The other option for labeling a hook’s size is with the “aught” designation, which will be represented by two numbers, such as 8/0 (“Eight-aught”). The bigger the aught, the bigger the hook. For example, a hook showing a 12/0 label is larger than a hook showing a 5/0 label.
This can seem confusing because the two systems have opposite approaches. Just remember:
- When labeled by a number: a smaller number equals a bigger hook.
- When marked by an aught: a bigger aught equals a bigger hook.
Readers should note: once you’ve reached the aught designation, your hooks are now bigger than any numbered hooks. Therefore, don’t look for a comparison between the two sizes- a 1/0 hook is bigger than a size 1 hook.
Which hooks are best for different lures?
Now that you know how hooks are sized, let’s discuss some hook options for bass fishing. Each type of hook will be more conducive for different lures, and the variations of hooks can feel endless. Here is a great place to start.
A baitholder hook will have prongs along the top of the shaft. These prongs intend to keep live bait, such as crawlers or worms, from sliding back down the shank and off the hook. These are very common when fishing with nightcrawlers or worms and are great for starters. Again, a smaller worm means a smaller hook. So if you are fishing with only a 1-inch cut of a worm, you can size down to a #2-#4 hook.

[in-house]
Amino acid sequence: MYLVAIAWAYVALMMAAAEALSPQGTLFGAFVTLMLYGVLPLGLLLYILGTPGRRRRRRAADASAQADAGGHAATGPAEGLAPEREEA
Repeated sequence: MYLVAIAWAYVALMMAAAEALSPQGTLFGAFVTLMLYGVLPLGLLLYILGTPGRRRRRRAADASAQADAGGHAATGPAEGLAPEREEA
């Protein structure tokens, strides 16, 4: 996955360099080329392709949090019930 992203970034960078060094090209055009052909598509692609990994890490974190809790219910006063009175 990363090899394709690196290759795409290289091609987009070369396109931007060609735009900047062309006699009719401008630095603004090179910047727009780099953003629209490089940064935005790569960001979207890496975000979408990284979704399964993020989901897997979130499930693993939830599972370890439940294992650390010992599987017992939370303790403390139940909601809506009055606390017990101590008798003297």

Aberdeen (straight-shank) Hook
Straight shank hooks are excellent all-around hooks for bass fishing. Their straight shank style can work well when casting into cover, as their lighter wire tends to bend and pull through weeds. The straight shank also makes for easier hooksets due to the direct line from the hook eye to the angler.
Commonly called a “worm” hook, an offset hook is simple. Rather than a straight shaft, the shaft will curve just behind the hook’s eye to form a Z-shape. This hook is very popular when using soft plastics and is among the most popular for any bass fishing.
These are growing in popularity with bass fishermen, as they are another option for live bait. The rounded shape of these hooks makes them difficult for fish to swallow, preventing gut hooks. Second, their wide gap and short shank make for a favorite hook for a wacky rig setup. If you’re at a shop looking for a circle hook, look for the hooks colored red.